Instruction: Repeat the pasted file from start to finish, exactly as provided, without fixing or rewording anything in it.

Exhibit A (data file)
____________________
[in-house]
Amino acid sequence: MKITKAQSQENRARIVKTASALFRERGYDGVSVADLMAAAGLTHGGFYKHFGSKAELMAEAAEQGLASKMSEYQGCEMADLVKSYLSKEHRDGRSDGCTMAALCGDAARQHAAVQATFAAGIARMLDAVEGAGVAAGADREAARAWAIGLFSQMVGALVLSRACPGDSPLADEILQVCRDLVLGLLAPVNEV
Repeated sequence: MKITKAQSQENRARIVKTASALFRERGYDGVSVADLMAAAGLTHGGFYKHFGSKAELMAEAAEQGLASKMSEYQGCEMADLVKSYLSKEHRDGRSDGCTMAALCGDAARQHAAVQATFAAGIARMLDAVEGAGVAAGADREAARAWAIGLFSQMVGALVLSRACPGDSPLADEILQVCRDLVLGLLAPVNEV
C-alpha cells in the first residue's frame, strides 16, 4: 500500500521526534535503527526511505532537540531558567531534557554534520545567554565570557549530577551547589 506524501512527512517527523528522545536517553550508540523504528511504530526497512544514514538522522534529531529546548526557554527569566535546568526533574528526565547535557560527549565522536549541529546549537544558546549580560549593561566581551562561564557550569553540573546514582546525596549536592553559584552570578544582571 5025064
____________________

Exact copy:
[in-house]
Amino acid sequence: MKITKAQSQENRARIVKTASALFRERGYDGVSVADLMAAAGLTHGGFYKHFGSKAELMAEAAEQGLASKMSEYQGCEMADLVKSYLSKEHRDGRSDGCTMAALCGDAARQHAAVQATFAAGIARMLDAVEGAGVAAGADREAARAWAIGLFSQMVGALVLSRACPGDSPLADEILQVCRDLVLGLLAPVNEV
Repeated sequence: MKITKAQSQENRARIVKTASALFRERGYDGVSVADLMAAAGLTHGGFYKHFGSKAELMAEAAEQGLASKMSEYQGCEMADLVKSYLSKEHRDGRSDGCTMAALCGDAARQHAAVQATFAAGIARMLDAVEGAGVAAGADREAARAWAIGLFSQMVGALVLSRACPGDSPLADEILQVCRDLVLGLLAPVNEV
C-alpha cells in the first residue's frame, strides 16, 4: 500500500521526534535503527526511505532537540531558567531534557554534520545567554565570557549530577551547589 506524501512527512517527523528522545536517553550508540523504528511504530526497512544514514538522522534529531529546548526557554527569566535546568526533574528526565547535557560527549565522536549541529546549537544558546549580560549593561566581551562561564557550569553540573546514582546525596549536592553559584552570578544582571 5025064